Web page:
Punch Bowls and Sets 1940-58, Part IV

by Mark A. Nye
Issue No. 136 - August 1984

The Cascade line was introduced sometime between January 1945 and December 1947. A patent application for the line was filed in January 1945 and was issued the following April. Cascade Punch set However, an advertisement in the December 1947 issue of Crockery and Glass Journal carried the banner "Cascade - fascinating new glassware design by Cambridge." To further quote from the same source, " ... May be seen in January." The Cascade line, including the punch bowl, was carried in the 1949 Cambridge line and appeared in all subsequent Cambridge catalogs and price lists.

The Cascade punch bowl measures 15" in diameter, holds ten quarts and is not footed. A base was available separately and it was simply the #216 8" ashtray, inverted. The underplate to the set is huge, measuring 21" in diameter and has a rolled edge. Even though other sets still included a glass ladle, the June 1949 catalog stated a chrome ladle was included in the Cascade punch set, along with 12 Cascade 5 oz. punch cups. (Why do punch sets always have 12 cups?) It is doubtful the set was ever produced in any color except crystal.

Al components of the Cascade punch set remained in the Cambridge line at least through 1956. The 1958 price list failed to include the underplate and base.

Cambridge introduced it's #3797 or Cambridge Square line in late 1951. Exactly when the Cambridge Square #476 11½" punch bowl was first issued is not known. It is not shown in the 1949-54 catalog but does appear on the October 1953 price list. As are all of the Cambridge Square line bowls, the punch bowl is actually round with a square shaped pedestal foot. Cambridge Square punch set There is no underplate for the bowl and the punch cup is actually the #3797/15 tea cup. This cup has a hook handle and the cups could be hung on the bowl rim. This cup is very similar to, if not identical with, the Pristine #15 6 oz., punch cup.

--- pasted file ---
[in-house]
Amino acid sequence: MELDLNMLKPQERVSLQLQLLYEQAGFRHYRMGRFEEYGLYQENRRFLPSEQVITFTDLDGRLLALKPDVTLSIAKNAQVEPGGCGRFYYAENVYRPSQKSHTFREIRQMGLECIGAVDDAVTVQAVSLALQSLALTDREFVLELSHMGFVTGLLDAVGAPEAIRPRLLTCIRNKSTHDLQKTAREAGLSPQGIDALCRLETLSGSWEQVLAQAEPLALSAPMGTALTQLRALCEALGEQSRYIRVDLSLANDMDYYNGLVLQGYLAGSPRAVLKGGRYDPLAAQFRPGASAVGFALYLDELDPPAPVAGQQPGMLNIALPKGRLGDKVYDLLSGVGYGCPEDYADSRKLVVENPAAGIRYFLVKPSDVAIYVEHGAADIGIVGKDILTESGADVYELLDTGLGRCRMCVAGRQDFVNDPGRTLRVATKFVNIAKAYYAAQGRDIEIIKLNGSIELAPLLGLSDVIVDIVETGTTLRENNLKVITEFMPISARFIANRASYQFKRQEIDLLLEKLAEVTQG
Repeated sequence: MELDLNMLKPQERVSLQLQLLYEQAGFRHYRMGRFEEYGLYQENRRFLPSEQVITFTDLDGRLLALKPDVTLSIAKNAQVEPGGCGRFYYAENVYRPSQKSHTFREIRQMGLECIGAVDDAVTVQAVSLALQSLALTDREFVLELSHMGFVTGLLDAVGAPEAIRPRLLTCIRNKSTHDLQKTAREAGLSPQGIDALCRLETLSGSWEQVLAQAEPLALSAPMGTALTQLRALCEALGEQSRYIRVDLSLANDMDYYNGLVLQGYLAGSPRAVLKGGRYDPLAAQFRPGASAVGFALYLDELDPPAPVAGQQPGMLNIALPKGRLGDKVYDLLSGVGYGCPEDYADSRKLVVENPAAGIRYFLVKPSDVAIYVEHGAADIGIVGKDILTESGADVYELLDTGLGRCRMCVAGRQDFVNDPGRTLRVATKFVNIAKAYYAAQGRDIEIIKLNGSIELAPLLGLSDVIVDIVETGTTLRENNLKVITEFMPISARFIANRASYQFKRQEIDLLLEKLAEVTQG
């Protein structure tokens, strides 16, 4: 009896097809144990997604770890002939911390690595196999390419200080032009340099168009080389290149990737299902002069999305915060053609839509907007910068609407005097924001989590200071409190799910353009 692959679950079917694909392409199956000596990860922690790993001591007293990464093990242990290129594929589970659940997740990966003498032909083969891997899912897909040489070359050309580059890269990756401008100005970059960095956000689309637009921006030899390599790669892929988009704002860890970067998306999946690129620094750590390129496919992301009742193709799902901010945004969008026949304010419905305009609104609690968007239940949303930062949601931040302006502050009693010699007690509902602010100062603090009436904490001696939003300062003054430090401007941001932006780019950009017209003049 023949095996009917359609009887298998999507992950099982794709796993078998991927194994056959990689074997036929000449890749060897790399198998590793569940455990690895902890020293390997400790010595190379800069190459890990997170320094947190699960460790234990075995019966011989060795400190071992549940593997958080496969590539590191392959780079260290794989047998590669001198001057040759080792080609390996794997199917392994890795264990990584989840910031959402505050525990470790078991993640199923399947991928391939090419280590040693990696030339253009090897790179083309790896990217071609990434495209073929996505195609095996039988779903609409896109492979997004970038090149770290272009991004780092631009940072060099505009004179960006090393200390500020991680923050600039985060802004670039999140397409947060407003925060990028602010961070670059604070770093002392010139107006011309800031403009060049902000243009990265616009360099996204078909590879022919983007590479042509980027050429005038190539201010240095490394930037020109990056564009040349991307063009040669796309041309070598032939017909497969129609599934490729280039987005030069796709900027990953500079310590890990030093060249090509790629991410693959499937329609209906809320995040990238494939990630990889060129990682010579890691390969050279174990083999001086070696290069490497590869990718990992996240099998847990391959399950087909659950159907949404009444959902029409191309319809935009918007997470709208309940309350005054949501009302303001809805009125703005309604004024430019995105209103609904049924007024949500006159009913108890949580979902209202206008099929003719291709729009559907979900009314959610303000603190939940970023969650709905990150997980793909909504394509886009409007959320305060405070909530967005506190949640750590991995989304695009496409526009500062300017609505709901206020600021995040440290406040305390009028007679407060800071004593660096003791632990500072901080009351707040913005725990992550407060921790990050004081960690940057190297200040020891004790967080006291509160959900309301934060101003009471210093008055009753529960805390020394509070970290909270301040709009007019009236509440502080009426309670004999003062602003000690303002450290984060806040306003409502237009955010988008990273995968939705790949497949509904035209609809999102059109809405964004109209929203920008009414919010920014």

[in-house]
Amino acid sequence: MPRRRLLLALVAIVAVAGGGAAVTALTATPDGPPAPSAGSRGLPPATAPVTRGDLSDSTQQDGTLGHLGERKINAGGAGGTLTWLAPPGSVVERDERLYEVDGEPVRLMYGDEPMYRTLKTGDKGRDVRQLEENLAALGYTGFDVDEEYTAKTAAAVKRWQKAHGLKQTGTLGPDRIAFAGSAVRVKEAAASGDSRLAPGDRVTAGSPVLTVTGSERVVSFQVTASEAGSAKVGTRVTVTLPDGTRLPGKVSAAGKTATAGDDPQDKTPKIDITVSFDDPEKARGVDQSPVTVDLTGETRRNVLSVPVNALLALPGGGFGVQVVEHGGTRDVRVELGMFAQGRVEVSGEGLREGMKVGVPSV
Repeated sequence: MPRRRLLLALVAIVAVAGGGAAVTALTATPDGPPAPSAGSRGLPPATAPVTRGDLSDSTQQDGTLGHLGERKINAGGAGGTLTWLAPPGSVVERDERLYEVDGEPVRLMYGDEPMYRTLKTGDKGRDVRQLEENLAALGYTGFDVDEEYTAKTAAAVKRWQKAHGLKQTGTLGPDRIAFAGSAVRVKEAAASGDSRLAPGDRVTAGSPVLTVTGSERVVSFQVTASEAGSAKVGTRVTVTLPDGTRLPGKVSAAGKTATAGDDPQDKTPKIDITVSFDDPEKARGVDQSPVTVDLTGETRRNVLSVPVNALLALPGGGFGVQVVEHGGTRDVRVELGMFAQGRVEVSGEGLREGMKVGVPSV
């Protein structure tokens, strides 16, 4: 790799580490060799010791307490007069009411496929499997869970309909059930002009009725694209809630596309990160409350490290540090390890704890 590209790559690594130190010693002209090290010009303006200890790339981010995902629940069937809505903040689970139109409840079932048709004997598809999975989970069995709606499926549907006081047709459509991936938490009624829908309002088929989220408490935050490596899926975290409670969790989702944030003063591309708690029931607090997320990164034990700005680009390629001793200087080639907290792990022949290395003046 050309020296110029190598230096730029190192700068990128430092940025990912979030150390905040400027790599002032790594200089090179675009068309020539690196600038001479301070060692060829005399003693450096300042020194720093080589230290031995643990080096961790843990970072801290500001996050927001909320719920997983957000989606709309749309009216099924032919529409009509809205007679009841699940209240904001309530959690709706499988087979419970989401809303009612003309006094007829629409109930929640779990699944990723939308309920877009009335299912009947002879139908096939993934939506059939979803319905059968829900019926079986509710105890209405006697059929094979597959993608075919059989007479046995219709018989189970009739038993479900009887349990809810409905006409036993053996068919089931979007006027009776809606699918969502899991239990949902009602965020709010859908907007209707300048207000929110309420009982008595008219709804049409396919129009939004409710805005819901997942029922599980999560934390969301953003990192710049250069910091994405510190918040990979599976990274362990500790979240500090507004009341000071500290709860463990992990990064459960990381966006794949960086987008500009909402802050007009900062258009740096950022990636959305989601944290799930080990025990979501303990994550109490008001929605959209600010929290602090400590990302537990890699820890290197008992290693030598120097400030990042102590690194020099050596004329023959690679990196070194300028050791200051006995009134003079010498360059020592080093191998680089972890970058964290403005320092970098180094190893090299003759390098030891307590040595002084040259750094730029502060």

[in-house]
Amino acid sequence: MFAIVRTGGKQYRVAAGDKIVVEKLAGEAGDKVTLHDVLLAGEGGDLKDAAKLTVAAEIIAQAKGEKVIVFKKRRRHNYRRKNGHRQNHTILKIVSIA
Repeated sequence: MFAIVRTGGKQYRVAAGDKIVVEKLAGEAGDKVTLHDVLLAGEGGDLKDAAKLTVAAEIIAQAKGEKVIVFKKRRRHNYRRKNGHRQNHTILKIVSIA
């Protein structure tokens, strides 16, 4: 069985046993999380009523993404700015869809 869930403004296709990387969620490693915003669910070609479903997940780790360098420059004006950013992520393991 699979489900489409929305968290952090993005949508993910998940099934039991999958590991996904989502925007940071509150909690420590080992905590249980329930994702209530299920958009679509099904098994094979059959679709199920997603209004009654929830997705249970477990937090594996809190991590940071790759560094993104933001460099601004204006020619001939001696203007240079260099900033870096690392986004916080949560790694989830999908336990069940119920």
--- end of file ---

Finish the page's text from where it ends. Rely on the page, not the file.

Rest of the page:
The punch set consists of the bowl and 12 cups. If one wished a ladle, it had to be purchased separately. In the 1953 price list, under Cambridge Square and immediately following the punch set listing, were 2 punch ladles; the chrome ladle at $18 a dozen and a styrene ladle at $9 a dozen. Apparently the styrene ladle did not prove to be a popular item for it does not appear in price lists from the reopen period. The Cambridge Square punch set, however, was retained in the Cambridge line until the final plant closing.

In the fall of 1953, Cambridge issued a new price list. Shortly thereafter, the Caprice listing was revised and an updated page of the price list was issued, replacing the original issue. It is on this revised 1953 Caprice price list we find the only catalog or price list reference to the #478 Caprice punch bowl.

Described as a 15" footed punch bowl holding five quarts, it was not in production long enough to be shown in a Cambridge catalog. I was fortunate to see one several years ago and it is best described as a large version of the Caprice #105 mayonnaise bowl without the handles.